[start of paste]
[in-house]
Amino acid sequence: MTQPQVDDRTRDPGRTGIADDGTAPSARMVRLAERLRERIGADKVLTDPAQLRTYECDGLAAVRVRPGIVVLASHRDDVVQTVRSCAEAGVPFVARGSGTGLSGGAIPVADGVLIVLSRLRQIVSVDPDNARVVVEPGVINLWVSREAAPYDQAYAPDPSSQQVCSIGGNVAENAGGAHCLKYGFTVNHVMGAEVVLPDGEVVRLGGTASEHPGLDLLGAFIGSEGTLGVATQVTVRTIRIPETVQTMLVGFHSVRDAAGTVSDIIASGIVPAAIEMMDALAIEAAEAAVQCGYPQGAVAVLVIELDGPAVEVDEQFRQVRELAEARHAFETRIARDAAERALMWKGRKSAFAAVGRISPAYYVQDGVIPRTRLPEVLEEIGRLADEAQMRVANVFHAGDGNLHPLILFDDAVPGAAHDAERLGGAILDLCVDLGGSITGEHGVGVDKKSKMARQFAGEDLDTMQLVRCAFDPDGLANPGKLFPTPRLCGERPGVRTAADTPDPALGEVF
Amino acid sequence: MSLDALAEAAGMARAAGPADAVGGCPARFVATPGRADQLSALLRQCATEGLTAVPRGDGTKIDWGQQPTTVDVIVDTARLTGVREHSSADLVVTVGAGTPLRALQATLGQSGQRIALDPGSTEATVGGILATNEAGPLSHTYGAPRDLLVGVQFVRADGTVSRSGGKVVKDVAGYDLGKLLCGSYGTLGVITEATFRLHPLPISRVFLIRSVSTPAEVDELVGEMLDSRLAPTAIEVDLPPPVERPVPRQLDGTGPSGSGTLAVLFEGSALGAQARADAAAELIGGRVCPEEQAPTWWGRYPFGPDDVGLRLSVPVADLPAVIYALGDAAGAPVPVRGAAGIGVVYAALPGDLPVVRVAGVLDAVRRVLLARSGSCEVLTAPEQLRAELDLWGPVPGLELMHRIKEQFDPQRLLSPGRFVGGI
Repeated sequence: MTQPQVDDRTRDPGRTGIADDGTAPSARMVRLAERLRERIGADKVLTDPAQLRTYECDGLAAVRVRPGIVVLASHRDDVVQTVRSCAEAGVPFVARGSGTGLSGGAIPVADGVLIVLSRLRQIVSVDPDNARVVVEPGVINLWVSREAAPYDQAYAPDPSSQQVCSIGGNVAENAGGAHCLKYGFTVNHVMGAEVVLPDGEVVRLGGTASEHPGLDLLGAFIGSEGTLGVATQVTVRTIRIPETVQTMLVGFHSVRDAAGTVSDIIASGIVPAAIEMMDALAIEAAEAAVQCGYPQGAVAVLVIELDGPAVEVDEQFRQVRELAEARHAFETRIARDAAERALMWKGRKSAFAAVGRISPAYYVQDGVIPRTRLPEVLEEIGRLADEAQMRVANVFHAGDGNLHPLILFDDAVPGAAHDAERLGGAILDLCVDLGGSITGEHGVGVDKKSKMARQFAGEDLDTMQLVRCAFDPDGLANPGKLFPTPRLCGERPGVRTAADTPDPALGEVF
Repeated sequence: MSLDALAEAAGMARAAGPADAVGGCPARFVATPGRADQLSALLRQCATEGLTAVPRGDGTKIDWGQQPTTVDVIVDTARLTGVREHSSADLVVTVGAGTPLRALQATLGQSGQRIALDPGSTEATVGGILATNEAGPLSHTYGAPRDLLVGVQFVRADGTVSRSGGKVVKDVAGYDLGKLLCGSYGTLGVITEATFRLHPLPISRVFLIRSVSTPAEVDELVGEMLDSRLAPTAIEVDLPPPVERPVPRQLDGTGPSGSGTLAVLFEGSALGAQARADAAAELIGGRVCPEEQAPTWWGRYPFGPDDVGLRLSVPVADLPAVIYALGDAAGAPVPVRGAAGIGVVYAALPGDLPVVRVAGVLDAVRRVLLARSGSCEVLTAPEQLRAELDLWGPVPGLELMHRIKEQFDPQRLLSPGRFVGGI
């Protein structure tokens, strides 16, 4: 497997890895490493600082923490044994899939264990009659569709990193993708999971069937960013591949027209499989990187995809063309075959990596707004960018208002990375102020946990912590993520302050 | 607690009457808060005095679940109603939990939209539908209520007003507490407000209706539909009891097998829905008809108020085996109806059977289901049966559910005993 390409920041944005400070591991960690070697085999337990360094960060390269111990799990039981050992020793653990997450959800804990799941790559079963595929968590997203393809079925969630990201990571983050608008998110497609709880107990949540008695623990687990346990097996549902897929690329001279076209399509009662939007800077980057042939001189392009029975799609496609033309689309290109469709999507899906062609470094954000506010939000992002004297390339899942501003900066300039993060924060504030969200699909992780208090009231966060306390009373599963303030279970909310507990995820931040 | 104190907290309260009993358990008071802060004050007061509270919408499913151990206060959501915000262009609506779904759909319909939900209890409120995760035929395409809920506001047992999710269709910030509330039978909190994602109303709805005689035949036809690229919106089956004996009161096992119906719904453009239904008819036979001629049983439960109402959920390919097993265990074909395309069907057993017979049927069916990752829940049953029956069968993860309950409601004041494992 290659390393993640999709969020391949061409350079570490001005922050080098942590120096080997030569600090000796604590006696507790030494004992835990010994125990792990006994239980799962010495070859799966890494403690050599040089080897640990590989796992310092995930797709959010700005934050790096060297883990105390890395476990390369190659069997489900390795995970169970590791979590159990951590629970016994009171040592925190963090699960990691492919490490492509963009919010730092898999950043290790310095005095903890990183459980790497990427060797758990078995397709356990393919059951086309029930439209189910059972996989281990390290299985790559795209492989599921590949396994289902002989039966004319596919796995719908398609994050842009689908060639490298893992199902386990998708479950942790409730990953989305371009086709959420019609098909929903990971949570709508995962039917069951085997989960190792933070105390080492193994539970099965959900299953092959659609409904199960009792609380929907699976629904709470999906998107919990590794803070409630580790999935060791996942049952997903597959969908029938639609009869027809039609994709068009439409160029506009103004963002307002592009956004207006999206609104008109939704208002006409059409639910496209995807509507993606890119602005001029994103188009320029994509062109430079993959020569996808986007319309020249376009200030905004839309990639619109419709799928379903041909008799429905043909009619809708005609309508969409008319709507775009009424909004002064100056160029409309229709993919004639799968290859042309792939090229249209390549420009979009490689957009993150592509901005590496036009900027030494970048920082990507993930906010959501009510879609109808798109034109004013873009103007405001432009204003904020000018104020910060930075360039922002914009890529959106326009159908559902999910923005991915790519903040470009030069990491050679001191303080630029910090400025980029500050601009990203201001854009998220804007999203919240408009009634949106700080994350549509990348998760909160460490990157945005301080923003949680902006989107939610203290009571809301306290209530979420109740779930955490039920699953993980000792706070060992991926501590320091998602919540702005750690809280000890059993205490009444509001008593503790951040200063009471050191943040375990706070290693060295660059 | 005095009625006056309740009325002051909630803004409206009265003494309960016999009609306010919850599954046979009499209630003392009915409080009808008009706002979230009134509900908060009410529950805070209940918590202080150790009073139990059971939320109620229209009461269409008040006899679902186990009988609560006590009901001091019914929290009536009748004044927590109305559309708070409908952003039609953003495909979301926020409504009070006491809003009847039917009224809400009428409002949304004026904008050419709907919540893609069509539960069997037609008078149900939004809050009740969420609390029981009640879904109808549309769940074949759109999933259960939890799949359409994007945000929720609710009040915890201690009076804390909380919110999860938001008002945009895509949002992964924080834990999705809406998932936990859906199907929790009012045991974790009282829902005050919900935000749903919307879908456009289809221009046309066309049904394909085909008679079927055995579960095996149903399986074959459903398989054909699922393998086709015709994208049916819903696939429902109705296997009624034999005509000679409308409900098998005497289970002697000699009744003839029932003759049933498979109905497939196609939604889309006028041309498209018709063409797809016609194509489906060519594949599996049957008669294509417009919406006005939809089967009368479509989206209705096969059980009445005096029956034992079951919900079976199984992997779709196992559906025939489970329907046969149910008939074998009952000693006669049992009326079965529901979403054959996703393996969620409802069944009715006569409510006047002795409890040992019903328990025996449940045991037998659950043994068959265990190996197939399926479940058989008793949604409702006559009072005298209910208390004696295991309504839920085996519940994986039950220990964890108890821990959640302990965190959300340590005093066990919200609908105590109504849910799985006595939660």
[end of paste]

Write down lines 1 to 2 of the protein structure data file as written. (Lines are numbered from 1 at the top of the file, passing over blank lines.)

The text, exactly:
[in-house]
Amino acid sequence: MTQPQVDDRTRDPGRTGIADDGTAPSARMVRLAERLRERIGADKVLTDPAQLRTYECDGLAAVRVRPGIVVLASHRDDVVQTVRSCAEAGVPFVARGSGTGLSGGAIPVADGVLIVLSRLRQIVSVDPDNARVVVEPGVINLWVSREAAPYDQAYAPDPSSQQVCSIGGNVAENAGGAHCLKYGFTVNHVMGAEVVLPDGEVVRLGGTASEHPGLDLLGAFIGSEGTLGVATQVTVRTIRIPETVQTMLVGFHSVRDAAGTVSDIIASGIVPAAIEMMDALAIEAAEAAVQCGYPQGAVAVLVIELDGPAVEVDEQFRQVRELAEARHAFETRIARDAAERALMWKGRKSAFAAVGRISPAYYVQDGVIPRTRLPEVLEEIGRLADEAQMRVANVFHAGDGNLHPLILFDDAVPGAAHDAERLGGAILDLCVDLGGSITGEHGVGVDKKSKMARQFAGEDLDTMQLVRCAFDPDGLANPGKLFPTPRLCGERPGVRTAADTPDPALGEVF